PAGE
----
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Missouri Governor Eric Greitens indicted on invasion of privacy charge

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Missouri Republican Governor Eric Greitens was indicted Thursday by a St. Louis grand jury on a felony invasion of privacy charge, according to a news release from Circuit Attorney Kimberly Gardner.

The charge stems from an incident that occurred in March 2015, she said.

Greitens was booked at the St. Louis Justice Center, officials confirmed to the St. Louis Post-Dispatch.

According to Gardner’s news release, the grand jury “found probable cause” that Greiten broke a state law. The charge becomes a felony “if a person transmits the image contained in the photograph or film in a manner that allows access to that image via a computer.”

An investigation into Greitens’ behavior was opened in January following his admiting to an affair, reportedly beginning in March 2015.

Local reports at the time said Greitens allegedly threatened to publicize nude images of the woman he was having the extramarital relations with if she exposed their relationship, according to her ex-husband.

While acknowledging that he was “unfaithful” in his marriage, Greitens denied allegations that he blackmailed the woman.

The Missouri governor was elected in November 2016.

This is a developing story; please check back for updates.

The Associated Press contributed to this report.

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Boris faces fishermen rebellion over 'disgraceful' Brexit deal – 'Sold us down the drain'

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BORIS JOHNSON has been facing increasing calls to review the current Brexit trade deal struck with the European Union over claims he “betrayed” fishermen and let down businesses exporting into the bloc.

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Trump should not be prosecuted for Capitol riot incitement, former FBI Director James Comey says

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President Donald Trump should be convicted by the Senate, but not criminally prosecuted for inciting Capitol rioters, former FBI Director James Comey said Sunday, adding that it would give America space to “heal.”

“The country would be better off if we did not give him the platform that a prosecution would for the next three years,” Comey told British broadcaster Sky News, which like NBC News, is owned by Comcast Corp.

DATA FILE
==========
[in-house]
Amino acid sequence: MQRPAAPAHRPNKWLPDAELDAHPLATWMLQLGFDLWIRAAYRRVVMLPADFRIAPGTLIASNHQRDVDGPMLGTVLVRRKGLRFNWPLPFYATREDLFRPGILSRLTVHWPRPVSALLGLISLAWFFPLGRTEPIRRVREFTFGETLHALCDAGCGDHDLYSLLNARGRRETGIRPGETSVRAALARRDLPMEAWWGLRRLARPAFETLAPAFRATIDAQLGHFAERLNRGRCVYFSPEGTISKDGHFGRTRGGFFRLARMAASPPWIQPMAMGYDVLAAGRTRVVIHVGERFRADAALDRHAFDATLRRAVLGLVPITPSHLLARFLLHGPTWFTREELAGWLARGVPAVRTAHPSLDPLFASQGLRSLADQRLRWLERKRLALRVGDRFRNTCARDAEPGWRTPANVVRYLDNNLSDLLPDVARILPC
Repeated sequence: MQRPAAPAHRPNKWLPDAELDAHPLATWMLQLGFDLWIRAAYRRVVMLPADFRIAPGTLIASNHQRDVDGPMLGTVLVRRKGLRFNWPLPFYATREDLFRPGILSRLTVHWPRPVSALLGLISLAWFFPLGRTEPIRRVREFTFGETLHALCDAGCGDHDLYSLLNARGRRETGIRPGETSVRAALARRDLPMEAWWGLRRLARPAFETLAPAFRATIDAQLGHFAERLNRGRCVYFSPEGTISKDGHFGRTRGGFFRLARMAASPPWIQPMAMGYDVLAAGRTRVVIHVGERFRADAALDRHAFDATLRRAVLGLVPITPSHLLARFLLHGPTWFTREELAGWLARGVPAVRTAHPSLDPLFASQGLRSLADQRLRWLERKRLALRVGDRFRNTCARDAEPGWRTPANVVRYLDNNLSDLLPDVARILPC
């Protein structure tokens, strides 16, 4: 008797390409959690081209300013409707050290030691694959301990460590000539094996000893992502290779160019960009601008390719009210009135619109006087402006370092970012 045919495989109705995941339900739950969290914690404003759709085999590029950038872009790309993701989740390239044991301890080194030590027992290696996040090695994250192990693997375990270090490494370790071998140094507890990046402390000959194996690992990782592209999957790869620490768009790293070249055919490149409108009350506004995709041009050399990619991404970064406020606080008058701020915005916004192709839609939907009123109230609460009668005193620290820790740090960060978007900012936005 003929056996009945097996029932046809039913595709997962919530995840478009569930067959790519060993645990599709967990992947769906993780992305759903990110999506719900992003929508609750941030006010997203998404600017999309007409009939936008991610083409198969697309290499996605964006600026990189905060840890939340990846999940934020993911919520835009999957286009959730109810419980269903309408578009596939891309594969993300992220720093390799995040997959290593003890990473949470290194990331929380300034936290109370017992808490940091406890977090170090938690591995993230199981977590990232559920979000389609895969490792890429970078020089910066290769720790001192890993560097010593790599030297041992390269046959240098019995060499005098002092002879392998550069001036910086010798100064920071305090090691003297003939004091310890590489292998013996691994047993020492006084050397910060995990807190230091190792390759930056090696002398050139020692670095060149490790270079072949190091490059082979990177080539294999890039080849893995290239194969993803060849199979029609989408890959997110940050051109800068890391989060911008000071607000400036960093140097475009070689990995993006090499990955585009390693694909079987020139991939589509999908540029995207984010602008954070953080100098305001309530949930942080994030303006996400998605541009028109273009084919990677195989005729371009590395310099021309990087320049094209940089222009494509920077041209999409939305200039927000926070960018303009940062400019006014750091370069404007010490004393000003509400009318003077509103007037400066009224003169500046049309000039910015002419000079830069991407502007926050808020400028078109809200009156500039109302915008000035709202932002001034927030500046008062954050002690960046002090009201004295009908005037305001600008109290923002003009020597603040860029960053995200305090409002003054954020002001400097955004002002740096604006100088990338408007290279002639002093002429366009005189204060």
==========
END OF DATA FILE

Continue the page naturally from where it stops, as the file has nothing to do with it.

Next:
“Instead, turn off the camera lights,” said Comey, who was fired from his role as FBI Director in 2017 by Trump while he was leading a probe into the president’s 2016 presidential campaign’s possible collusion with Russia, added.

“I’d like to see some of the lights go out and he can stand on the front lawn at Mar-a-Lago and shout at cars in his bathrobe and none of us will hear it,” he said.

Trump became the first U.S. president to be impeached twice last week for his role in inciting a violent mob of his supporters to storm the U.S. Capitol on Jan. 6.

The Senate will now decide whether Trump should be convicted on the incitement of insurrection charge, and there has also been discussion of potential criminal charges arising from the same conduct after he leaves office.

Comey, 60, said he would like to see Trump convicted by the Senate and barred from ever holding public office again, but the ex-FBI boss said he was concerned a prosecution would impede Biden’s efforts to reunite the nation.

“The country needs to find a way to heal itself and the new president needs the opportunity to lead and heal us — both literally and spiritually,” Comey said. “And that will be much, much harder if the Donald Trump show is on our television screens every single day in the nation’s capital.”

He said the trial would give Trump the attention he craves.

“That would go on for three or four years,” Comey said. “How does Joe Biden do what our country needs him to do in that environment?”

The decision to prosecute a former president should be a balancing test between the strength of the criminal case, and the socially and politically divisive consequences of a trial, according to NBC News’ legal analyst Danny Cevallos.

“If the case against Trump for incitement was a slam dunk, then the benefit of prosecution may outweigh the potential harm to the republic,” Cevallos said in response to Comey’s comments. “The prosecution’s case is not a slam dunk. Trump has formidable free speech and other defenses to incitement.”

History has seen America faced with a similar dilemma, he said, adding that President Gerald Ford issued a controversial pardon for former President Richard Nixon, which many say cost Ford his popularity and a longer term as president.

“We’ll never know, but a Nixon prosecution might have prolonged — rather than solved — the country’s pain,” he added.

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The attack on the Capitol, the seat of American democracy, reverberated through the country, causing political upheaval just days before Joe Biden comes into power and leaving authorities throughout the country on alert for more violence ahead of Biden’s inauguration on Jan. 20.

Comey said he was optimistic that the threat of new violence will be neutralized, but said it has to be taken very seriously by law enforcement.

He said he was “sickened” by the attack on the Capitol and the failure to defend the building.

“It mystifies and angers me,” Comey said, adding: “It will be important for our country to understand that failure.”



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Summer 2021 holidays: 'Too early to book' as Britons told to stick to Covid travel rules

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SUMMER holidays 2021 should not be booked yet as travel restrictions are expected to remain in place for a while still, Foreign Secretary Dominic Raab signalled.

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